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Knowledge Center

Understanding Infertility

General Infertility: Infertility Causes, Testing and Treatment Definition of infertility: 12 months or more of unprotected intercourse without pregnancy
  • Primary infertility: Infertility without any previous pregnancy.
  • Secondary infertility: Fertility problems occurring in a couple that has conceived on their own and had a child in the past.
  • Sterility: When there is no chance for a pregnancy. This is different from infertility which generally represents a reduced potential for pregnancy.

Most childless couples with a female age under about 45 that are having problems getting pregnant are considered to be infertile but not sterile.

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When to see a fertility specialist?

  • In general, it is appropriate to see a doctor for medical assistance after 12 months of trying to get pregnant on your own.
  • Many couples will start the infertility workup process with their general gynecologist, while others prefer to go straight to a fertility specialist. Either option is appropriate.
  • It is advised to see a specialist sooner if the female partner is over 35 years old.

It is prudent to seek medical help for fertility issues without waiting for a year of trying on your own if you have a condition that is a known risk factor for fertility problems, such as irregular menstrual cycles, endometriosis, previous tubal pregnancy, PCOS – polycystic ovary syndrome, previous pelvic inflammatory disease (PID), etc.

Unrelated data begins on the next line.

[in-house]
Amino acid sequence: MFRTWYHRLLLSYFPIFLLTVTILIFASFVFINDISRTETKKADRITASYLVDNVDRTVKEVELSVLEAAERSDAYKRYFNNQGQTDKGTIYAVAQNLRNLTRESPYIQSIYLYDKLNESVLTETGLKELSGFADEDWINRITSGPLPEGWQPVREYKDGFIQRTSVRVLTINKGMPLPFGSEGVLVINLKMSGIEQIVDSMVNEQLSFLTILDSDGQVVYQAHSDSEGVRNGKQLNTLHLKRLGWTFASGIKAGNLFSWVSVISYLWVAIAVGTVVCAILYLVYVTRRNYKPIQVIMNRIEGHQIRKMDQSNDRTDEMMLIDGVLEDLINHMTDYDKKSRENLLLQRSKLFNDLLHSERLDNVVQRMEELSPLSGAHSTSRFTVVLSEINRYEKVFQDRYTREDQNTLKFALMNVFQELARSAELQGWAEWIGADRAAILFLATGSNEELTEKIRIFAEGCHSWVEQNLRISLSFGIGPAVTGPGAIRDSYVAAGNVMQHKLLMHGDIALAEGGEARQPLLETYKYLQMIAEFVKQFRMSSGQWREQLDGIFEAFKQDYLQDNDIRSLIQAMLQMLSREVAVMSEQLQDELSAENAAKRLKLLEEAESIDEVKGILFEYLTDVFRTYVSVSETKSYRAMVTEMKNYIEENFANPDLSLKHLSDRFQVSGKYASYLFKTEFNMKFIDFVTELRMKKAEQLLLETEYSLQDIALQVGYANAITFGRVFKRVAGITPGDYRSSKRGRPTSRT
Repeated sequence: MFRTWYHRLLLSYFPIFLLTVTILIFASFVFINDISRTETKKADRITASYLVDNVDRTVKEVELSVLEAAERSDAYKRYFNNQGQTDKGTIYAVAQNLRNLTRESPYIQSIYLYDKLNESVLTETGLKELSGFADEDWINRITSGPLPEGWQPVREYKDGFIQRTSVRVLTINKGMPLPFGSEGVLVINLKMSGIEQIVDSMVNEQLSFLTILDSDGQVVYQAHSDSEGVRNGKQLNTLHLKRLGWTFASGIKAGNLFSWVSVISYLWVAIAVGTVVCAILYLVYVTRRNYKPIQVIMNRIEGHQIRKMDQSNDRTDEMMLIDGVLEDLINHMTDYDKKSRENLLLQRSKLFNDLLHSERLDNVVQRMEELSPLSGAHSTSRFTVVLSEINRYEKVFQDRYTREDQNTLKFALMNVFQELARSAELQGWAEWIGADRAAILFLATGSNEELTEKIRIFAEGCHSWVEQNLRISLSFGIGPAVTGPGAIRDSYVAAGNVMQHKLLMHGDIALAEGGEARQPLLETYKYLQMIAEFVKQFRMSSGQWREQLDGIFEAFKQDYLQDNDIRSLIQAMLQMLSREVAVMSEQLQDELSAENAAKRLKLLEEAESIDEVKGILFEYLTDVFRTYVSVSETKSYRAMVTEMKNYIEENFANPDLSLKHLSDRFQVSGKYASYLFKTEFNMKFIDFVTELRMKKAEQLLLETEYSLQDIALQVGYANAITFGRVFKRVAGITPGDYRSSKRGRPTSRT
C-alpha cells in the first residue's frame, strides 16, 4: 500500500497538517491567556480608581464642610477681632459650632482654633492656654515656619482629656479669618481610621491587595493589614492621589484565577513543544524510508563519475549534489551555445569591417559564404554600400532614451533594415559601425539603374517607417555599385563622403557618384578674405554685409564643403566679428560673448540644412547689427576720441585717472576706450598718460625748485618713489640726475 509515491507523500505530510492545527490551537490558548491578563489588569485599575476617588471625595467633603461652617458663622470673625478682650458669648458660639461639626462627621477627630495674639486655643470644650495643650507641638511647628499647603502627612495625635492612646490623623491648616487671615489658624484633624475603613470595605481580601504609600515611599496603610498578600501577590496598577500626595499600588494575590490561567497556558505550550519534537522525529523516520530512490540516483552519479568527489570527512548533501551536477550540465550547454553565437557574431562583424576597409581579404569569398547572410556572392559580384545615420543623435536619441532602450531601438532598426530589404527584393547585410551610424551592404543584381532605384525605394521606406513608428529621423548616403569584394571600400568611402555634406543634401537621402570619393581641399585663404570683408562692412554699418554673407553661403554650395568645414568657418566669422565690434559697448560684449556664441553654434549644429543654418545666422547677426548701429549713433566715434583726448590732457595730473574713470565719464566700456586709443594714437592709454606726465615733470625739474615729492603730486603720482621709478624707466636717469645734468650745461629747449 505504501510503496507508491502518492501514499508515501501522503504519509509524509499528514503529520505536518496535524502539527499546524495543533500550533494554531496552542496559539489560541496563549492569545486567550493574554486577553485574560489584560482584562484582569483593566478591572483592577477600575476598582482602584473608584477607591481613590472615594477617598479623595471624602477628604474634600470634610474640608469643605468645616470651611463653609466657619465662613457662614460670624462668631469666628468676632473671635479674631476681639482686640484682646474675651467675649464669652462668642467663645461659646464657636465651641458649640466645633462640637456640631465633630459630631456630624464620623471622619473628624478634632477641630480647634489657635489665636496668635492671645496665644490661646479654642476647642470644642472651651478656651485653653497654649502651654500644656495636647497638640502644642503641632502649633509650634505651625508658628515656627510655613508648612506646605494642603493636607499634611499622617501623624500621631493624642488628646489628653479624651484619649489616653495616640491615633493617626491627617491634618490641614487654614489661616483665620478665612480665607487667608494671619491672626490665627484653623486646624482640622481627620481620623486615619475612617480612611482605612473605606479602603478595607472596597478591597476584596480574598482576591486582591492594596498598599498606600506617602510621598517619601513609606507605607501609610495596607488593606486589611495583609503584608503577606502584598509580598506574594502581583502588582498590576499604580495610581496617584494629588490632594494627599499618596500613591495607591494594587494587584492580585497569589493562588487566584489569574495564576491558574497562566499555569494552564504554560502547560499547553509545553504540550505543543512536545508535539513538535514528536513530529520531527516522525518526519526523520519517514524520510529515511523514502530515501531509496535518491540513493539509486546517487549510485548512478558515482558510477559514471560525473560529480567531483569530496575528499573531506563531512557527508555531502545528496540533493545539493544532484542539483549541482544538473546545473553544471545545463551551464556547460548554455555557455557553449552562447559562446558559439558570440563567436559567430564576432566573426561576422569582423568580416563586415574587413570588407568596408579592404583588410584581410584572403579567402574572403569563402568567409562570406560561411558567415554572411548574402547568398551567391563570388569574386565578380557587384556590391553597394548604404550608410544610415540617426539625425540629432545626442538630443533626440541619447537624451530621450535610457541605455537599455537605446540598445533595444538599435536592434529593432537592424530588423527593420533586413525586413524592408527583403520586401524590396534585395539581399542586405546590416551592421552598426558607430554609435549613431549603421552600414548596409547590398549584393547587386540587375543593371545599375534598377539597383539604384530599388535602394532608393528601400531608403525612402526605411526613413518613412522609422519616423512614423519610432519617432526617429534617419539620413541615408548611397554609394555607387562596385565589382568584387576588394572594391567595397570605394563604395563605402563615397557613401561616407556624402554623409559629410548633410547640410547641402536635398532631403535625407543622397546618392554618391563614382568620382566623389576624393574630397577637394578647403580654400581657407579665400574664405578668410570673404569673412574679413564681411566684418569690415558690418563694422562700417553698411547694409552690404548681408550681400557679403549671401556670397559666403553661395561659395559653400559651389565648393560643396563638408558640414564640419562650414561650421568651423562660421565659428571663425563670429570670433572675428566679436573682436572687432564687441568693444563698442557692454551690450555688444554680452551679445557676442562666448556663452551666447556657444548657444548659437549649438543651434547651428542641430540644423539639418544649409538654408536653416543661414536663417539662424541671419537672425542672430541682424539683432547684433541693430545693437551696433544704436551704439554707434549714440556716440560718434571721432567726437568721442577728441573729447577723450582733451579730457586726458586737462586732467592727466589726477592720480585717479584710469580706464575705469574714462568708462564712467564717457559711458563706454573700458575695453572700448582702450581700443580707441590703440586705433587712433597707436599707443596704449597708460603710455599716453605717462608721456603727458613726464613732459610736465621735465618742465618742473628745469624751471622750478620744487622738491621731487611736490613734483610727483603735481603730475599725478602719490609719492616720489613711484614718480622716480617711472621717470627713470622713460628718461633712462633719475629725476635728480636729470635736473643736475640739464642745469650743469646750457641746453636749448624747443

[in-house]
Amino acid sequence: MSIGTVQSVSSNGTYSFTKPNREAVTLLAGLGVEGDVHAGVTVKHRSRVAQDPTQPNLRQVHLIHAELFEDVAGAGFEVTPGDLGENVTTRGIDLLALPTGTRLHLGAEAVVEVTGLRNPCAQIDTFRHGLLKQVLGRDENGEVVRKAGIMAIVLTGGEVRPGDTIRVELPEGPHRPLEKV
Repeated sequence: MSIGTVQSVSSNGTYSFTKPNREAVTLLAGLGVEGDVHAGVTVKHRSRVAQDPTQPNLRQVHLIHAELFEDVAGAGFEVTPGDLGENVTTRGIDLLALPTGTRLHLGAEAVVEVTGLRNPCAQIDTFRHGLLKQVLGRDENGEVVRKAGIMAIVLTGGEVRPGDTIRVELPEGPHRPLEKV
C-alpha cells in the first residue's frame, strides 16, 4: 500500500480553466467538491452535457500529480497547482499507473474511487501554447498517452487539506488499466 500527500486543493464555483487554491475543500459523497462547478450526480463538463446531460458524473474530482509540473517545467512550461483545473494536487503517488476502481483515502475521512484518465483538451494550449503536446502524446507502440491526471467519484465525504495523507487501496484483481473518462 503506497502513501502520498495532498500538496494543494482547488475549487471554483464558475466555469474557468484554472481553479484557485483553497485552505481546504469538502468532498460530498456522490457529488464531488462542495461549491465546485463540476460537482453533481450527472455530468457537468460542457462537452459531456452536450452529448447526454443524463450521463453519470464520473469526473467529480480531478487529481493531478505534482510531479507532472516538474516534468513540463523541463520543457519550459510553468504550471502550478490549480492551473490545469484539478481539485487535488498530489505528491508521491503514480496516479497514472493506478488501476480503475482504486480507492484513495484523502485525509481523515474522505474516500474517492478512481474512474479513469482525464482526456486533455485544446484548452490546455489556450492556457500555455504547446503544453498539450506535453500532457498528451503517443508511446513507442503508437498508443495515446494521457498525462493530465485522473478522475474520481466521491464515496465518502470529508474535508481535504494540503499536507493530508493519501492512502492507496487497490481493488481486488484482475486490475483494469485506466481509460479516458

The appropriate amount of time to try on your own can be longer, or shorter than one year. For example, if you are only 25 years old and feel that you want to give it more time to occur naturally – you might try on your own for another 6 months before seeing a doctor for help.

In 2008, ASRM published a revised definition of infertility that says:

“Infertility is a disease, defined by the failure to achieve a successful pregnancy after 12 months or more of regular unprotected intercourse. Earlier evaluation and treatment may be justified based on medical history and physical findings and is warranted after 6 months for women over age 35 years.”

  • For couples with a female partner age 40 or older, it is appropriate to see a fertility specialist if not pregnant by 3-4 months of trying to conceive.
  • A high percentage of women over 40 will have age-related issues (egg quality) and will need medical help to get pregnant.
  • If the female partner is 42 or older, it is recommended to see a specialist right away if wanting to have a baby.

Fertility advice

You do not need to have sex all the time in order to get pregnant. If you like it that way, then no problem – it doesn’t reduce a couple’s fertility potential either. The best fertility advice in terms of frequency of intercourse is – every day or every other day “around ovulation”.

  • Ovulation is usually on day 14 – if the menstrual cycle length (from day 1 to day 1) is 28 days, or on day 16 if periods are 30 days apart.
  • In other words, ovulation usually occurs 14 days before the next period comes.

The egg only lives about 12-24 hours, while the sperm (if normal) will live in the female’s reproductive tract for up to 2-5 days – while maintaining the ability to fertilize an egg.

  • Therefore, the best fertility advice would be to have sex on the day of ovulation, or the day before ovulation (or both).
  • Having sex more than about 24 hours after ovulation should be fun and all that, but it isn’t likely to increase the planetary population.

Causes of problems getting pregnant

The cause of infertility is investigated by performing fertility tests in a basic infertility evaluation. The tests can be completed during one menstrual cycle (one month).

What causes infertility? The most common causes are:
  • Ovulation problems
  • Tubal infertility
  • Sperm problems
  • Unexplained infertility
  • Fertility and female age issues